Dry top vs Splash Jacket

i have been looking at getting a paddling jacket. I can't decide between going with a full dry top or just getting a "splash jacket"(semi-dry). How dry are the splash jackets?
I would wear it over a 3mm john in the fall and winter (calm cond) and for rescue and rolling practise in the summer on the great lakes

any opinions

I found the splash
jacket semi dry for maximum of two rolls but after that give me a dry top. In fact, i never use the spash jacket any more as i anticipate rolling and i prefer being dry than “clammy”. Even on hot summer days i use a dry top/wet suit combination for that same reason.

My findings

– Last Updated: Dec-08-05 11:47 AM EST –

Hi C.J.,
From your description it sounds like you would be doing touring as compared to whitewater kayaking. Good combination of top & Farmer John. Flexible for conditions. A splash jacket is usually a waterproof shell w/ non-latex gasketed closures at the wrists and neck, take the Immersion Research Zephyr for example. Works great for the elements but not so much for repeated immersions, whether that's you upside down or a big wave coming to get personal with you. The semi-drytops are usually a double tunnelled affair that have latex or neoprene watertight wrist cuffs and some sort of neoprene neck closure that is pretty darned water tight but not 100% so. On the IR kick take a look at the Session 2.0 jackets - comfy. Lastly would be a full drytop which is much like the semi except that it has a latex neck gasket. If you are going to have extended periods of upsidedownness or are doing whitewater/surf and the possibilities of having repeated out of boat experiences are high, then this is the way to go.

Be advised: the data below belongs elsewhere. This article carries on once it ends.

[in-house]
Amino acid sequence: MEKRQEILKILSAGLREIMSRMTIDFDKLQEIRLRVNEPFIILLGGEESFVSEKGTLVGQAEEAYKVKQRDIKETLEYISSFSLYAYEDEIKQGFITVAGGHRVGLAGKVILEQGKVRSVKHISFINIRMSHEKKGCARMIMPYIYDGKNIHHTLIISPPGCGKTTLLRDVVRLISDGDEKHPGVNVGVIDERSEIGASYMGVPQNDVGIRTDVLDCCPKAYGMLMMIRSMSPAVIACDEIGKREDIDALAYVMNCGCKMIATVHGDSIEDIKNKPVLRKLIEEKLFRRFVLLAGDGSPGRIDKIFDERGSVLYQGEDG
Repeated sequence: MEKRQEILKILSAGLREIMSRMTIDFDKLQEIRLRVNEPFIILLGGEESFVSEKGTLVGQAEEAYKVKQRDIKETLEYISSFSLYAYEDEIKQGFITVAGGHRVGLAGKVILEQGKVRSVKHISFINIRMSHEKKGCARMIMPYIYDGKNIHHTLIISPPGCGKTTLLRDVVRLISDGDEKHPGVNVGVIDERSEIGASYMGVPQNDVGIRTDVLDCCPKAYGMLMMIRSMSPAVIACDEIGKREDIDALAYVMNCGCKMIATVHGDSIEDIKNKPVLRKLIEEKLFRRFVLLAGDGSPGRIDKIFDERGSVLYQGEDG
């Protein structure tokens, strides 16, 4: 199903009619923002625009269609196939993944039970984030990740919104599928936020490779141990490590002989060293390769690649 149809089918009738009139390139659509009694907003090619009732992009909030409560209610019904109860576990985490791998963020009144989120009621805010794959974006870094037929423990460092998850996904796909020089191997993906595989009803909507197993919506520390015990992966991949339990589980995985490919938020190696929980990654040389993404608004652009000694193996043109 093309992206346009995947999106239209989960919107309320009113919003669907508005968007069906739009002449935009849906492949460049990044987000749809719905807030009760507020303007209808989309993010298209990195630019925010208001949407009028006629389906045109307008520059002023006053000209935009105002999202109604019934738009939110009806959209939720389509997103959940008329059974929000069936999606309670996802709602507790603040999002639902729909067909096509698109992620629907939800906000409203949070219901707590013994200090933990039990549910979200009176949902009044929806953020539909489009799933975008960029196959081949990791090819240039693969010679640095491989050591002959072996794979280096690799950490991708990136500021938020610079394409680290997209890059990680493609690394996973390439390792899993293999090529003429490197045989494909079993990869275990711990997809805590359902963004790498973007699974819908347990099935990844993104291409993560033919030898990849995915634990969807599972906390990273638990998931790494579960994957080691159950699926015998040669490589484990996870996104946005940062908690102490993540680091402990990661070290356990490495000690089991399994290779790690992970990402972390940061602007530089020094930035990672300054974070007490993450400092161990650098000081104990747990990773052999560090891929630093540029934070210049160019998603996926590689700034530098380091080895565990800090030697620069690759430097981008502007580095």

Hope this helps. Drop me a line for more $.02, got change. ;)

See you on the water,

Splash tops

You’ll get wet with a splash top if you are doing rescues (exiting your boat) and rolling.

You will get wet with a dry top if you exit your boat.

I use my splash top to keep me dry in the rain and to reduce the effect of wind not to protect against immersion. A splash top is much easier to take on and off than a dry top.

I’ve used the following in winter whitewater conditions, so that might help you make some comparisons:

  1. Old nylon splash top with just elastic cuffs/neck - fine for keeping you semi dry from wave splashes. Useless if you invert.

  2. IR Session splash top with neoprene cuffs and single tunnel - your arms will get wet fairly quickly if you dip your wrists below water much. Neoprene neck gasket seals out most water, but you’ll be somewhere between damp and wet if you roll a lot.